Newswise — The University of Maryland’s Robert H. Smith School of Business is launching a Tech Management MBA Specialty Elective Track and Graduate Certificate targeting managers in public and private sectors.

The 10-month graduate certificate program begins in August 2022. The program -- a collaboration with UMD’s A. James Clark School of Engineering and School of Public Policy – is tailored to deliver multi-disciplinary skills modern leaders need to successfully identify and implement technology across their organizations and markets.

Students also will gain a broader strategic understanding of the new economics of innovation and data, how to quantify the lifespan value and risk of investments in new technology and explore both the legal and ethical implications of technology development or adoption.

Applications are open (go to ), with student selection on a rolling basis. Currently enrolled Maryland Smith Flex MBA students may opt to replace their second-year electives with the technology management track courses to graduate with both their MBA and Graduate Certificate in Technology Management.

New students can earn just the certificate and choose to apply those 14 credits toward the Maryland Smith Flex MBA program at a later time.

The program can help students unlock what they’ve already learned within their professional careers and bring new perspectives on how to execute with it, says Maryland Smith’s Joseph Bailey, assistant dean for specialty undergraduate programs.

“It’s exciting to bring together the three colleges on campus, as well as collaboration with new partners such as the Federal Laboratory Consortium (FLC) and their Federal Lab Education Accelerator program, because we want to expose students to thought leadership from different perspectives,” says Bailey,

This experience will also offer greater insight into the relationship between government and business, especially when it pertains to more transformative and higher risk technologies, Bailey says. The FLC, for example, helps make connections between government research laboratories and businesses with the ability to commercialize federal technologies.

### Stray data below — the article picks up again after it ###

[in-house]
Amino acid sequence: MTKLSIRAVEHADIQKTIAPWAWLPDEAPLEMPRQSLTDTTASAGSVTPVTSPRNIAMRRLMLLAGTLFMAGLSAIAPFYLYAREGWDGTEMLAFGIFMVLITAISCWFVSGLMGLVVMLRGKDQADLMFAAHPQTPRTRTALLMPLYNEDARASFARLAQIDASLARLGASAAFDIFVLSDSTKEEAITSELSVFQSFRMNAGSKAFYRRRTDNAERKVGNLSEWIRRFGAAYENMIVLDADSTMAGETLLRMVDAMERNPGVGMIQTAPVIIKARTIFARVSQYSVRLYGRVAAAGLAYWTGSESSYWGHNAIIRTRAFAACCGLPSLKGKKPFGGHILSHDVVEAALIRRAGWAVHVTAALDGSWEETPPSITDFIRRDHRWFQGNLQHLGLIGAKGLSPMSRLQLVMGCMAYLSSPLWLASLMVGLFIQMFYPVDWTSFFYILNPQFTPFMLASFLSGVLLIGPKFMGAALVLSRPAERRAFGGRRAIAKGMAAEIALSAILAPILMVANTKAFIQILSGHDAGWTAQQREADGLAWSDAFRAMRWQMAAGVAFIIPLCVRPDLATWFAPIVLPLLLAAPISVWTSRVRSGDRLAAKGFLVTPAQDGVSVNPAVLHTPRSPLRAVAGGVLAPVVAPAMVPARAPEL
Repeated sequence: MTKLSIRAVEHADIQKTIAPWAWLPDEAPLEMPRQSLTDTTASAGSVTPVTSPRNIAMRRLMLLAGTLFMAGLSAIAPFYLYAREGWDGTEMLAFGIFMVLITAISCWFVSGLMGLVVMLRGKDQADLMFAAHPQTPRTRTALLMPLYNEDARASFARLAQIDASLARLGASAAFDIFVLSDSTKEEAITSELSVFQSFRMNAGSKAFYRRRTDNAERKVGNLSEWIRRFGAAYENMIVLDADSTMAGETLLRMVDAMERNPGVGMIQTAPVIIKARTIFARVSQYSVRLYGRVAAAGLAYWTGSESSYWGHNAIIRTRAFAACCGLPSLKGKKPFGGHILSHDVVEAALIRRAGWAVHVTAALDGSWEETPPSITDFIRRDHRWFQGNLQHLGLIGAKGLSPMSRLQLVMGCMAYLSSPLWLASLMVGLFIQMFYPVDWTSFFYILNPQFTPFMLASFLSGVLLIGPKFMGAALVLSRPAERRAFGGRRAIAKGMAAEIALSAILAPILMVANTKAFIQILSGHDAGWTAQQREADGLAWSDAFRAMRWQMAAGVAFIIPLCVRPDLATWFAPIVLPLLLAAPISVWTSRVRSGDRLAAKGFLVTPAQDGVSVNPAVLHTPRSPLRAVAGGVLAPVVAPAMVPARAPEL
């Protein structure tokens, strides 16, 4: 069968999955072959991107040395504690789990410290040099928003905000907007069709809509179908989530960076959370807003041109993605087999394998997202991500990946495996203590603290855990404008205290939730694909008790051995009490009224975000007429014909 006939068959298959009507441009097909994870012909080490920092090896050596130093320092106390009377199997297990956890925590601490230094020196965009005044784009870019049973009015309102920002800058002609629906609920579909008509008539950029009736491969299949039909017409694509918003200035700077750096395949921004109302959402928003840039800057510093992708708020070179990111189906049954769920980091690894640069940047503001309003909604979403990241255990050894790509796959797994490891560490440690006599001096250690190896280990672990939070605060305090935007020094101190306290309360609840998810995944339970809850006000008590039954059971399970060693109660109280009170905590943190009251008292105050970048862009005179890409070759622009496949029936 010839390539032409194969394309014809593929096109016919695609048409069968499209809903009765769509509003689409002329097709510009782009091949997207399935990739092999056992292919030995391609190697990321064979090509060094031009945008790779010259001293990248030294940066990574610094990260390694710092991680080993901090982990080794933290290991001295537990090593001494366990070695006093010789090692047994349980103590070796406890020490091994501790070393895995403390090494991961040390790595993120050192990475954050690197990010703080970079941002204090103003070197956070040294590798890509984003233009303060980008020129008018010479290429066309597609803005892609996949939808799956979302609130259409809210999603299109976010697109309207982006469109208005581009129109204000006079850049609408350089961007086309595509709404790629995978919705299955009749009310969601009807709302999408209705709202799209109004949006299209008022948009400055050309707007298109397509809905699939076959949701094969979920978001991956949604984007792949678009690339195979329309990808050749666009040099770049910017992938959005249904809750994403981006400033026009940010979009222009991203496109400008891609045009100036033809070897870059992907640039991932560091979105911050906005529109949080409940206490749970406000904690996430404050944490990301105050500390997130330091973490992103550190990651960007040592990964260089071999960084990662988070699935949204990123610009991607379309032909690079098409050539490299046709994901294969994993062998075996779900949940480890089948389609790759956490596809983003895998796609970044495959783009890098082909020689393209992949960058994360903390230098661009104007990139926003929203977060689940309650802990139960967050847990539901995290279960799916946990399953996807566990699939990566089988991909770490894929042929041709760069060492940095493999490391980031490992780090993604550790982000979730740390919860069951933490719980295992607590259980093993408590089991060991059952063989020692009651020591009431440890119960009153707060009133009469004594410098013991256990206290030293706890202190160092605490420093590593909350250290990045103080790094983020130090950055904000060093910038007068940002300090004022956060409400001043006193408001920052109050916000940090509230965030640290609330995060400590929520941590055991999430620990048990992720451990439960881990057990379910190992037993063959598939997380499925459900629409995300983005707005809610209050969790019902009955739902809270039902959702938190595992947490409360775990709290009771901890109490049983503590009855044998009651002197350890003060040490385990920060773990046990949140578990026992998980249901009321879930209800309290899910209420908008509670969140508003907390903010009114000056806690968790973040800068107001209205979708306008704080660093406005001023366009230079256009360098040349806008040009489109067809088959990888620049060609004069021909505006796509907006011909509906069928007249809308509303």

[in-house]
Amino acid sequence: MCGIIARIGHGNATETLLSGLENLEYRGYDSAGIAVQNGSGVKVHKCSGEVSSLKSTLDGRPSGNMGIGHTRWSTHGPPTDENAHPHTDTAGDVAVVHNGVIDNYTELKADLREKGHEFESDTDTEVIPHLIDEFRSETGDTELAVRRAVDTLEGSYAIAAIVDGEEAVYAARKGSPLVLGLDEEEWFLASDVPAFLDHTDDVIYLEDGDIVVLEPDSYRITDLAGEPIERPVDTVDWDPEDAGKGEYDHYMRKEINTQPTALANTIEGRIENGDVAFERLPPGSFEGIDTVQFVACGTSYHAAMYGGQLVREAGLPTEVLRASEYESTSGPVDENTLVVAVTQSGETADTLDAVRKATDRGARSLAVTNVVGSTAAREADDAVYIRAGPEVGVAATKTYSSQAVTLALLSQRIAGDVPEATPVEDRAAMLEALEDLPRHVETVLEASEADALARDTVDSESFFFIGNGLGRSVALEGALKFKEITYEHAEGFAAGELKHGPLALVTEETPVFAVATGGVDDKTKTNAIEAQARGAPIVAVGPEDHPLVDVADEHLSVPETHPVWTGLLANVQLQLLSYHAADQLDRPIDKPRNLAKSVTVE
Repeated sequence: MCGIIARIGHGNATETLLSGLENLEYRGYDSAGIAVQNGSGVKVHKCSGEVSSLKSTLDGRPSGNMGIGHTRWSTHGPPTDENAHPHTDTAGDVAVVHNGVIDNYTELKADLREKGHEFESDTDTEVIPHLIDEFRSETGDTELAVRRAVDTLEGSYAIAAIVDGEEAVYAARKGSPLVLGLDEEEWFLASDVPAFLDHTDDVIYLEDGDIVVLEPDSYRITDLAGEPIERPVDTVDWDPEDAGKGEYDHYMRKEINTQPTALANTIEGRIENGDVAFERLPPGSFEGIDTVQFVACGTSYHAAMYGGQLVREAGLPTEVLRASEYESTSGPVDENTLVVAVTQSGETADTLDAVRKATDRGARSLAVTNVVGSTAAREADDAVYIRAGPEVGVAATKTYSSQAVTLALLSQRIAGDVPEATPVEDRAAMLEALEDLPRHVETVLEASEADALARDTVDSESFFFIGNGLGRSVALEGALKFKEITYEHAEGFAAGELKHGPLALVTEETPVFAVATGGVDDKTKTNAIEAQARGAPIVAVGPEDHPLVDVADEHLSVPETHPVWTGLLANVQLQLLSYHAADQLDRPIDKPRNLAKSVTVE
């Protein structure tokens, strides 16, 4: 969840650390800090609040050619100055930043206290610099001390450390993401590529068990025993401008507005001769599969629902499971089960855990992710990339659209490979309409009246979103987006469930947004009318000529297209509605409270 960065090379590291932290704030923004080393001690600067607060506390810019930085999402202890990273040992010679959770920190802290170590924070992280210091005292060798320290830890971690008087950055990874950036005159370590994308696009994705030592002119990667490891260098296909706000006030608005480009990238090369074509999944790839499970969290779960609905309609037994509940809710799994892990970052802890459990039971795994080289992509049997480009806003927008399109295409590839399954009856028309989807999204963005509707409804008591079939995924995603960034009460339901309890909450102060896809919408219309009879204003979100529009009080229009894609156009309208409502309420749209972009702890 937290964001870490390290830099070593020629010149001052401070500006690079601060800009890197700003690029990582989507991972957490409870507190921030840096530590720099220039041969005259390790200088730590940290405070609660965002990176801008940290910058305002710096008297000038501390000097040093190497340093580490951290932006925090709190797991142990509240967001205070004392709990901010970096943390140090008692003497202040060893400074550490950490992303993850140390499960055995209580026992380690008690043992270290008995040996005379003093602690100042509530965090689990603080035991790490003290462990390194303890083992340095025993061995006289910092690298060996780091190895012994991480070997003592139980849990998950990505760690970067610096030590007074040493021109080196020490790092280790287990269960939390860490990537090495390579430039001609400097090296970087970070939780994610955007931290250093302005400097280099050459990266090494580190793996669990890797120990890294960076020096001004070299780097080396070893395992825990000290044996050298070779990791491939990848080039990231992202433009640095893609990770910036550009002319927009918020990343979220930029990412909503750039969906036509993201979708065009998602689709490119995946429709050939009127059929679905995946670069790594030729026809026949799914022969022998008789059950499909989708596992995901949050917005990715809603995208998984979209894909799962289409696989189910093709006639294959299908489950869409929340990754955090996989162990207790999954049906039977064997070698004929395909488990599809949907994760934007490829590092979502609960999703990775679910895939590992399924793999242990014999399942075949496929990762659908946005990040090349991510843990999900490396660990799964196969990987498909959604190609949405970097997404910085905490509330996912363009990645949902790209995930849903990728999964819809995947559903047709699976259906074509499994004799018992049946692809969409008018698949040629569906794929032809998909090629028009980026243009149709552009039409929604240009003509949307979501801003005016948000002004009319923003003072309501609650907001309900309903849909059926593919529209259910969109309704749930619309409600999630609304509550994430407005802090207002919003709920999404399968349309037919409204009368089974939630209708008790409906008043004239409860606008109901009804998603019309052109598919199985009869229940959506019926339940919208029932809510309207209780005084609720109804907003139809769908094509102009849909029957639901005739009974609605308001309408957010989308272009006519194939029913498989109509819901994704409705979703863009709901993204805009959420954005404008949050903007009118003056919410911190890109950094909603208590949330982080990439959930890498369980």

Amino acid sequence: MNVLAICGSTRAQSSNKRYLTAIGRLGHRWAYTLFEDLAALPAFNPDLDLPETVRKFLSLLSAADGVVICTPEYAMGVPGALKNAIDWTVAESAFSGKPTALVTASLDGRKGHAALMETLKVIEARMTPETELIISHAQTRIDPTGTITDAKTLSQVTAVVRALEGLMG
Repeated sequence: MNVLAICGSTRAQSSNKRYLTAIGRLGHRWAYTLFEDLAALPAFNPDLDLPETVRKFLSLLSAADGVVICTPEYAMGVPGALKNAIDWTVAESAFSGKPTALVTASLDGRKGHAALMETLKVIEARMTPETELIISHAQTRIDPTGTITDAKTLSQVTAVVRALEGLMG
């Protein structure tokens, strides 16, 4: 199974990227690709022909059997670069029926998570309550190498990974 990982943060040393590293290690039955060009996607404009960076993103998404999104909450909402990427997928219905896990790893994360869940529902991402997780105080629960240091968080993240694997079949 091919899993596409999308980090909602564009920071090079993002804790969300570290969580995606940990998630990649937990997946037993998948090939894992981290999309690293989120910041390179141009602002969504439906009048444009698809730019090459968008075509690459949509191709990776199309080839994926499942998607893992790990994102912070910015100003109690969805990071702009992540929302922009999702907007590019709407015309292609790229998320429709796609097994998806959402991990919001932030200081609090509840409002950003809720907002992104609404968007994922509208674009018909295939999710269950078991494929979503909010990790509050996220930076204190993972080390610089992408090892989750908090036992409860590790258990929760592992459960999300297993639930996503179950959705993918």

From the start, Maryland Smith’s approach to developing the Technology Management curriculum has been to incorporate but also produce real-world outcomes for its students and partners.  As an example, the Federal Lab Education Accelerator partnership will complement classroom learning as cohort teams work with lab professionals on actual market feasibility studies for the technology under development. A successful project could even lead to an opportunity for the students to license the new technology.

“This program is all about the co-education of leaders creating technology, leaders investing in technology, and leaders using technology across the public and private enterprises postured to define the future of the national capital region and beyond.  We designed it for them, not just as individuals, but as a community of working professionals,” says Frank Goertner, co-director of technology management programs with Bailey.

“Technology development is about connections, and its management is about values. The same can be said of business. One could say it is increasingly difficult to see where either ends and the other begins,” Goertner says. “The future of business is tech, and the future of tech is business. Maryland Smith is preparing leaders for both ends of that equation.”